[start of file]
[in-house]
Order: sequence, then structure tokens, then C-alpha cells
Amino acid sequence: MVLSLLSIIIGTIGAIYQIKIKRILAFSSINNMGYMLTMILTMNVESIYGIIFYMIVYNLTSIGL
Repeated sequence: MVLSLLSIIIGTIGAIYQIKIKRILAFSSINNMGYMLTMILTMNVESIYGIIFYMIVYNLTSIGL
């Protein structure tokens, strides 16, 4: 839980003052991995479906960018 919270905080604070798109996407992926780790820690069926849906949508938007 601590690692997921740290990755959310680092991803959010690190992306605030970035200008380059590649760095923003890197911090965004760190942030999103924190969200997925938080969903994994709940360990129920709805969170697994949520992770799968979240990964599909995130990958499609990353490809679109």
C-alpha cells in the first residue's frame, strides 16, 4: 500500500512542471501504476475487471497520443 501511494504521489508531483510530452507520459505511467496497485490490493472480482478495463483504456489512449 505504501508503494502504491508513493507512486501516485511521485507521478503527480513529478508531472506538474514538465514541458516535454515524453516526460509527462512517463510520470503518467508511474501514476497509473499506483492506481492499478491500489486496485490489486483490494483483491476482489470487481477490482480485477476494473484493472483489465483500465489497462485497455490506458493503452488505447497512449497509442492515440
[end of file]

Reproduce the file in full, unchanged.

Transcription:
[in-house]
Order: sequence, then structure tokens, then C-alpha cells
Amino acid sequence: MVLSLLSIIIGTIGAIYQIKIKRILAFSSINNMGYMLTMILTMNVESIYGIIFYMIVYNLTSIGL
Repeated sequence: MVLSLLSIIIGTIGAIYQIKIKRILAFSSINNMGYMLTMILTMNVESIYGIIFYMIVYNLTSIGL
């Protein structure tokens, strides 16, 4: 839980003052991995479906960018 919270905080604070798109996407992926780790820690069926849906949508938007 601590690692997921740290990755959310680092991803959010690190992306605030970035200008380059590649760095923003890197911090965004760190942030999103924190969200997925938080969903994994709940360990129920709805969170697994949520992770799968979240990964599909995130990958499609990353490809679109």
C-alpha cells in the first residue's frame, strides 16, 4: 500500500512542471501504476475487471497520443 501511494504521489508531483510530452507520459505511467496497485490490493472480482478495463483504456489512449 505504501508503494502504491508513493507512486501516485511521485507521478503527480513529478508531472506538474514538465514541458516535454515524453516526460509527462512517463510520470503518467508511474501514476497509473499506483492506481492499478491500489486496485490489486483490494483483491476482489470487481477490482480485477476494473484493472483489465483500465489497462485497455490506458493503452488505447497512449497509442492515440